Paul Kelleher , Corporate Relations Director , Asia- Pacific , Diageo
In the Society 2030 plan , Diageo pledges to work with the whole value chain – the people , resources and environment that contribute to success from grain to glass in a 10-year action plan to help create a more inclusive and sustainable world .
Kelleher shares more on how Diageo plans to achieve their goals and how they filter down from a global initiative to the regional and national level .
SPECIAL FEATURE: SUSTAINABILITY - COMMITTEE CONTENT
THE FUTURE OF GREEN DATA CENTRES
The Future of Green
Singapore and the region's view of the data centre industry
Managing Director and
Founder, EnergyStrat Asia Pte
Ltd, Consultant for KPMG, and
Chair, BritCham Energy and
Singapore is firmly in the digital industry sector, winning a
race to attract high tech companies and build its own home-
grown clusters of innovative corporations. The government
has played its own part in developing innovation with a
smart nation and digital government technology agency
driving strategy across ministries. This has further led to the
development of digital districts such as Punggol.
The attractiveness of Singapore as a key commercial hub
for the region creates a demand for secure data storage
and management, this has resulted in an explosion of
data centres across the island with many more planned in
the coming years. Although this has left Singapore with a
Data centres are well known energy guzzlers and one of
the major contributing factors being the massive air-
conditioning systems required to cool the large quantities
of heat being produced by the IT equipment on a small
island with year-round average daily temperatures of 30-34
Celsius. The tropical climate results in 35-40 percent of the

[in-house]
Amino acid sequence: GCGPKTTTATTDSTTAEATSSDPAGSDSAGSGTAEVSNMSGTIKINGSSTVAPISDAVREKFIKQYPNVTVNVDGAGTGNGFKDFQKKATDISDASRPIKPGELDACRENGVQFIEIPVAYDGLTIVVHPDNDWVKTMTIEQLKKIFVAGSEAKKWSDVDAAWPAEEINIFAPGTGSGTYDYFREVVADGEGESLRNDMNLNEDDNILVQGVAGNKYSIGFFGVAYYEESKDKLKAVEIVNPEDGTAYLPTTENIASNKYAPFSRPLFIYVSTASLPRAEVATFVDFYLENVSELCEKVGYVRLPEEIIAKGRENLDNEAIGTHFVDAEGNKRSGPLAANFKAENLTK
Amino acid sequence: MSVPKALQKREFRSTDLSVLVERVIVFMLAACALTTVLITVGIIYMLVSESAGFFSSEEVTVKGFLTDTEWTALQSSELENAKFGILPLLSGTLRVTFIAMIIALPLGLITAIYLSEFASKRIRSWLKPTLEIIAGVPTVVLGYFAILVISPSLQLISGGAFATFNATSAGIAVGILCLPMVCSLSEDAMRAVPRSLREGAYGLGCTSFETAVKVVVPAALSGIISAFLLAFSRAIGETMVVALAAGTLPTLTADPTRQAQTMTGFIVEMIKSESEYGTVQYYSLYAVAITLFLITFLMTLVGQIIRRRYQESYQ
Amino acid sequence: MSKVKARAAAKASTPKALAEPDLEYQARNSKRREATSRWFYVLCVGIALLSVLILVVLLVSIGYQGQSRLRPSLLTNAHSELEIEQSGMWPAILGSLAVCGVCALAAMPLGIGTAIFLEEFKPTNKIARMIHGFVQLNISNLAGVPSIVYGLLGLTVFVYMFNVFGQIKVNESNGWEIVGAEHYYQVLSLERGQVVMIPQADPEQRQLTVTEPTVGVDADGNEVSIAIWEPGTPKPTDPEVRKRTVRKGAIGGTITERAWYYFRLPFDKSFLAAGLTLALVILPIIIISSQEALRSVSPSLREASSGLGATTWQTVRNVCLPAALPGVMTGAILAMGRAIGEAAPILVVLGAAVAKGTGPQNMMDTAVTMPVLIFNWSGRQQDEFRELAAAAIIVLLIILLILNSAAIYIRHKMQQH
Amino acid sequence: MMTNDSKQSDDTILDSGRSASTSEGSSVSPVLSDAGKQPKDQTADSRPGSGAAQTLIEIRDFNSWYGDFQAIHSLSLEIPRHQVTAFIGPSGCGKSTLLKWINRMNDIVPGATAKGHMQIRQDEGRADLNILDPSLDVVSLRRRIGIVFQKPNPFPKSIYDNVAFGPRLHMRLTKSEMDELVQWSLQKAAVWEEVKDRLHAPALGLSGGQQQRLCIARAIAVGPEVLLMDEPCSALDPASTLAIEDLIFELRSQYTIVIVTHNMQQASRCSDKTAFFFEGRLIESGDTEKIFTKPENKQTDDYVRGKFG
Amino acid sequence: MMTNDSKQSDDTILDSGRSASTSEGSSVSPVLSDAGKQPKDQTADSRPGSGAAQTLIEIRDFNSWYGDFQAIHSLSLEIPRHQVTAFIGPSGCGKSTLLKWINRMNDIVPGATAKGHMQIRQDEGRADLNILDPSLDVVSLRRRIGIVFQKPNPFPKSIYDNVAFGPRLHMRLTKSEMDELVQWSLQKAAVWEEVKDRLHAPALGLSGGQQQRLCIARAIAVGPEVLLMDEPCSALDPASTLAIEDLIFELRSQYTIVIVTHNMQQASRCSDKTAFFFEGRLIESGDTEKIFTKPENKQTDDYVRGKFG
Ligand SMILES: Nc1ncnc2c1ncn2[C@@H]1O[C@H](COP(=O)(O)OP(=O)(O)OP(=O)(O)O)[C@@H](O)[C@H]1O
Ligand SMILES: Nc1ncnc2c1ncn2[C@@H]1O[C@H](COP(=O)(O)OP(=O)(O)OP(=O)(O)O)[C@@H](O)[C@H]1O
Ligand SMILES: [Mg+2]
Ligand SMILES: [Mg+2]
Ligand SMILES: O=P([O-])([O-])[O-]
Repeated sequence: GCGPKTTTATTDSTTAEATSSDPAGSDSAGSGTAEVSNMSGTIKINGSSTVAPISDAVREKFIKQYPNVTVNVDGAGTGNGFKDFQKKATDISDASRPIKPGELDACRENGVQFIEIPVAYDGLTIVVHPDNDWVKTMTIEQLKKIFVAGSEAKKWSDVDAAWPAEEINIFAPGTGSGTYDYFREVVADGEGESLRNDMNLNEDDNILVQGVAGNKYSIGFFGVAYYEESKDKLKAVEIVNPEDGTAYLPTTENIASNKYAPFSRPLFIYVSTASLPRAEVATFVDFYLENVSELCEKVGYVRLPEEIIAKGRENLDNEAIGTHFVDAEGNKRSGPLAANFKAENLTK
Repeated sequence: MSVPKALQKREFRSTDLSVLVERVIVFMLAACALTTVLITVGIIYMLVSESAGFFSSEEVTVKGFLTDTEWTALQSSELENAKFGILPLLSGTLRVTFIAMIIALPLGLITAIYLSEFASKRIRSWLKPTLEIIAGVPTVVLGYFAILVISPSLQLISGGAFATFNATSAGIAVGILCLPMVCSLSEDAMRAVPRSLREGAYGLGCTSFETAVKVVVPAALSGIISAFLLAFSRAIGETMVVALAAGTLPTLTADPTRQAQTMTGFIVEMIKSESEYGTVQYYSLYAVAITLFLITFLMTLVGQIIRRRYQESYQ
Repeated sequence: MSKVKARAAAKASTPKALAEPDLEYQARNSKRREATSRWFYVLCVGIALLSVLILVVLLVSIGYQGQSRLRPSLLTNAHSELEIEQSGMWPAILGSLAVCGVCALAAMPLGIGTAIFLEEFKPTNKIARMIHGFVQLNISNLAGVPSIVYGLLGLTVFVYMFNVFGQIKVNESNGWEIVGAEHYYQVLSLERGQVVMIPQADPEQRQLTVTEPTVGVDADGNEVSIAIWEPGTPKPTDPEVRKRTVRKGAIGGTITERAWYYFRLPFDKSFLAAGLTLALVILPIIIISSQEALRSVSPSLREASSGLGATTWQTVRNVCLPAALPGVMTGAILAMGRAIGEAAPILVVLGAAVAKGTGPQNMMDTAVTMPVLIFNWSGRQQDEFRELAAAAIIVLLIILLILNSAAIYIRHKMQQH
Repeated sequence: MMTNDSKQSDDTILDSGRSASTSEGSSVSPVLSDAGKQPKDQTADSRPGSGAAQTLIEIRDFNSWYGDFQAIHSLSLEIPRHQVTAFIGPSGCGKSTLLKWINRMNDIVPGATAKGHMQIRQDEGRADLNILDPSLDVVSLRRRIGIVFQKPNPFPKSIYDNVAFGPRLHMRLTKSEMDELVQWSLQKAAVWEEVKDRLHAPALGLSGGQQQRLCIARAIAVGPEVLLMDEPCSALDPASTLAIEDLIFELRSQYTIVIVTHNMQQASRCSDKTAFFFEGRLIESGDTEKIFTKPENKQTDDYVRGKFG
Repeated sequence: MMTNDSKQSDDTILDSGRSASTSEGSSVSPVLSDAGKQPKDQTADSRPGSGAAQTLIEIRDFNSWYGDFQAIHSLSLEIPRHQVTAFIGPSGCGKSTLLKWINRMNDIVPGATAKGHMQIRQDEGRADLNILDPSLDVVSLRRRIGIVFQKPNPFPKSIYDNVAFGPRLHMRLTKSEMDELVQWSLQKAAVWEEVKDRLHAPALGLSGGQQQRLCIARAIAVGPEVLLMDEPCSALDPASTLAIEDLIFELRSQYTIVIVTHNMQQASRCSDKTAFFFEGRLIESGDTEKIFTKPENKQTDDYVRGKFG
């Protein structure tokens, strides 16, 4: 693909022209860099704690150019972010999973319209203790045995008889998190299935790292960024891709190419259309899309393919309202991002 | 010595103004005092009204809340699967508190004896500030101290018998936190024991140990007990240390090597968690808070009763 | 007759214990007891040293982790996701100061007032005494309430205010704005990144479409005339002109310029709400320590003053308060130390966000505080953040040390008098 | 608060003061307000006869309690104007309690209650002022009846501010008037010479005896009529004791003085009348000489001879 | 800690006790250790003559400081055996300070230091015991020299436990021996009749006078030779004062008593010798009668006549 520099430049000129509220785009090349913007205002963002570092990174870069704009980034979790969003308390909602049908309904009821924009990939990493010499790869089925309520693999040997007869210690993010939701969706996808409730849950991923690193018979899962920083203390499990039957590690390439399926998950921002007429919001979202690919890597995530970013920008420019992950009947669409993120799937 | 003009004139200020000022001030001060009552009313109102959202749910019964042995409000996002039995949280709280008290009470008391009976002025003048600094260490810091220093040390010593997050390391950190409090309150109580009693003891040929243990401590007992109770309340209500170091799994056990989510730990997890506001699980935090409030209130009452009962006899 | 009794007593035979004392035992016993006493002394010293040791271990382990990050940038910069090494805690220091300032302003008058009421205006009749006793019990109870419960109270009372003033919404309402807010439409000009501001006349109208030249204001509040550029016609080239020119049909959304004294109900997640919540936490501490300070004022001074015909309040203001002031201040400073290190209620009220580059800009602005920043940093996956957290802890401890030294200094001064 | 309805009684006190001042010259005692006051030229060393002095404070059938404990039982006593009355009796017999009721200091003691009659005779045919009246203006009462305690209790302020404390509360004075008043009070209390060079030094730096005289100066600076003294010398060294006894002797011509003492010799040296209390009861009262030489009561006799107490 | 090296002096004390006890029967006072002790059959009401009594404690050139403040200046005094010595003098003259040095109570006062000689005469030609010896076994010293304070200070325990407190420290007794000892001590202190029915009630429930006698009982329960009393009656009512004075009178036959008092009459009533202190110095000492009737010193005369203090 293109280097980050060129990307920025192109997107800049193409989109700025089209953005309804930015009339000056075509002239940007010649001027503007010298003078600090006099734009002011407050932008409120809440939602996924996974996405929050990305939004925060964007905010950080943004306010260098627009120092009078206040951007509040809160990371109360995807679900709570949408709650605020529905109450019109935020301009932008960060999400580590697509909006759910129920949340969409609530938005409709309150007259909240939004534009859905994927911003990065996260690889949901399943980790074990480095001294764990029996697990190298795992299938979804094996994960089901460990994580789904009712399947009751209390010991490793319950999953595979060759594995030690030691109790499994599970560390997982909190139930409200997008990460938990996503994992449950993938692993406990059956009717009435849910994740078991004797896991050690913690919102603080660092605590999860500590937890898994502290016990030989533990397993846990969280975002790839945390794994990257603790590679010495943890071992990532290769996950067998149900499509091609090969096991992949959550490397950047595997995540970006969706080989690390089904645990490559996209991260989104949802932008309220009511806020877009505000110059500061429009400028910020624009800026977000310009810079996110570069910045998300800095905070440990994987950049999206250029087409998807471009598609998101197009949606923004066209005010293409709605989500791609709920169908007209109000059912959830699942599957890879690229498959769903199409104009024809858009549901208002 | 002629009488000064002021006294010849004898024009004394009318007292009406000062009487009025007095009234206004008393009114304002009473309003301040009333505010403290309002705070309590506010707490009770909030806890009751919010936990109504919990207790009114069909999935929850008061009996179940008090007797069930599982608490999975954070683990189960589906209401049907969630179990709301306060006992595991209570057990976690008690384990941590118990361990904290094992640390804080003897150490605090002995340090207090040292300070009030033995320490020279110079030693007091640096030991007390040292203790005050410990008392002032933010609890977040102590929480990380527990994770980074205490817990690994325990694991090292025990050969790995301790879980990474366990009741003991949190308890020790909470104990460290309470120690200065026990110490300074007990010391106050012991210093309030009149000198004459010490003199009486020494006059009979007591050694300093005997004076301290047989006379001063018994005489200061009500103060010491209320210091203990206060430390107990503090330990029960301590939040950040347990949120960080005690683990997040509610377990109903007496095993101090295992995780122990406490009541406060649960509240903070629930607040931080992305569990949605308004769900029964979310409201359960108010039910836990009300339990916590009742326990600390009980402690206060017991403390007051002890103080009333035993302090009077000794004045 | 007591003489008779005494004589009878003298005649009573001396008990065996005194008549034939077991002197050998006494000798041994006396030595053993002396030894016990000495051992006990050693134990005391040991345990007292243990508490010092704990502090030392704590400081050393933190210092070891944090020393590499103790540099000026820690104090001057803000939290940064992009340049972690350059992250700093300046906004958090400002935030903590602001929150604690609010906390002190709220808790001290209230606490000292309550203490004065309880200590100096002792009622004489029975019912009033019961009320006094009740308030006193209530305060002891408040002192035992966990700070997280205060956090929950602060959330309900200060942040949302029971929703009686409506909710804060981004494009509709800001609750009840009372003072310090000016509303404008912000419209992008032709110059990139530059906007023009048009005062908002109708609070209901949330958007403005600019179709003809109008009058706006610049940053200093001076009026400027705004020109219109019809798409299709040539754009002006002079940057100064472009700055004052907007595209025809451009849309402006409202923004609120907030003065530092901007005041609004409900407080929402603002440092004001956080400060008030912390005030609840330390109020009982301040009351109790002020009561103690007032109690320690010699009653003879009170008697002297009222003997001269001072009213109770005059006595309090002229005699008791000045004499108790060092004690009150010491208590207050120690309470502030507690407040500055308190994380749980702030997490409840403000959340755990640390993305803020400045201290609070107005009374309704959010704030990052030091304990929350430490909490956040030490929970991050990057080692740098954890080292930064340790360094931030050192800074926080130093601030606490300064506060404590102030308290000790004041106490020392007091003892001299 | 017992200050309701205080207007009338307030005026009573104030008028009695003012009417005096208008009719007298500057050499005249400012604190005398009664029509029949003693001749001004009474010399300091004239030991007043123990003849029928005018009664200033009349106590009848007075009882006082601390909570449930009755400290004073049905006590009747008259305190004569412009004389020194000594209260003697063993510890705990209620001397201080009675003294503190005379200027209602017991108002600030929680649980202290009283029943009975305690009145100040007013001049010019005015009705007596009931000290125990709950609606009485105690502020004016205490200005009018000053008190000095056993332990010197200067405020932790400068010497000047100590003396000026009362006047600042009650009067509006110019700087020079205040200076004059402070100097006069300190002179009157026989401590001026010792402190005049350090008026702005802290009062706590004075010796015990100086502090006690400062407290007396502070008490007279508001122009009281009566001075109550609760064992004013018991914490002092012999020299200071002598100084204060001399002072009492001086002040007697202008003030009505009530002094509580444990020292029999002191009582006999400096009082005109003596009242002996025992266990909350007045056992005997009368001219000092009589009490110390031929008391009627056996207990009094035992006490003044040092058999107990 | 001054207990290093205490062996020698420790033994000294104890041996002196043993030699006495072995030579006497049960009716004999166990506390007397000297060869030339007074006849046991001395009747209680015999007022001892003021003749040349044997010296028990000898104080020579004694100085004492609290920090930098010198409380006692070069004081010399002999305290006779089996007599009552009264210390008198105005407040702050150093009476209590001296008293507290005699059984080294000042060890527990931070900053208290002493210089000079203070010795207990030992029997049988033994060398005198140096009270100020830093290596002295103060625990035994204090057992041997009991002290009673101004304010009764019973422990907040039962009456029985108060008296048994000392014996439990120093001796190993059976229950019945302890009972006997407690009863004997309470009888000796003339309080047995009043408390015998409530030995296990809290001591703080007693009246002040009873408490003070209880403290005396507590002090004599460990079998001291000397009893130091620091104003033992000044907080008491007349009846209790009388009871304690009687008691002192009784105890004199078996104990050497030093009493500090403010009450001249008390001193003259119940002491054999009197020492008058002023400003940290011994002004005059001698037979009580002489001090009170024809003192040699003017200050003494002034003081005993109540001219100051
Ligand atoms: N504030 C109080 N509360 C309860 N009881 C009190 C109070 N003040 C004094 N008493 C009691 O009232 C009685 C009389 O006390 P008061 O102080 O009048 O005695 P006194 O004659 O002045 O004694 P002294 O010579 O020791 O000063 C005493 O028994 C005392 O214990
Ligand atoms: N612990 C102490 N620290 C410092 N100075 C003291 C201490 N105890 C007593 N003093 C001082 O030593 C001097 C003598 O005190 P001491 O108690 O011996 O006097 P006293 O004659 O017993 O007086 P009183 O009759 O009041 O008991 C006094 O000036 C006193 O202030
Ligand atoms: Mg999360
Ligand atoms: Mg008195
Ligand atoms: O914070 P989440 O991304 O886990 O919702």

energy consumed by a data centre meeting cooling need.
There are around 60 data centres in Singapore with an
anticipated growth rate of around five percent. These
accounted for around seven percent of Singapore’s
electricity demand in 2020 and are additionally a large
user of water resources. In 2015 power for data centres in
Singapore was 240 MW, rising to 500 MW in 2020 and 700
MW in 2022. By 2030 this is forecast to exceed 1,200 MW,
according to estimates by Keppel DC.
Whilst Singapore has the power capacity to meet this
demand, the challenges of building sufficient renewable
energy capacity on a small island has led to a conflict with
Account Leader, Mott
MacDonald and BritCham
Energy and Utilities
attaining Singapore’s climate goals and meeting green
ambitions of the tech giants like AWS, Microsoft, and Google.
In 2019, the government announced a moratorium on new
data centre development until Singapore can find a solution
to this dichotomy.
A panel formed by the Energy & Utilities, Sustainability and
Built Environment Committees examined Singapore's plans
for the Data Centre industry, the energy challenges this
poses and how providers are rising to the challenge to ensure
Singapore can continue to play a leading role in this global
The panel discussion and presentations focused on:
how data centres will manage their huge demand for
energy from a practical perspective as well as
regional developments, international practices for
how they can tackle the challenge of decarbonisation
through efficient design and transitioning to renewable
energy sources and or mitigating emissions through
Paul Currie, Energy Sector Leader at Mott MacDonald
Singapore Pte Ltd (Moderator)
Lorena Paglia, Regional Engagement Leader, CCE
Sustainability Subject Matter Expert, Microsoft Asia
Pacific (Session Chair)
A/Prof Lee Poh Seng, Executive Director, Energy Studies
Institute at National University of Singapore
Dennis Wee, Head, Innovation at Keppel Data Centres
Andrew Roche, Partner at Ashurst LLP
PS Lee set the scene for the demand and sustainability
of data centres in Singapore and what lessons can be
taken forward when looking at the technical solutions and
standards in Singapore. Setting the pathway to greening the
data centre industry.
Dennis Wee elaborated on how the data centre of the future
might look like in Singapore. Keppel has been at the forefront
of commercial data centres in multiple countries. With a
focus on Singapore and technology, Keppel Data Centres has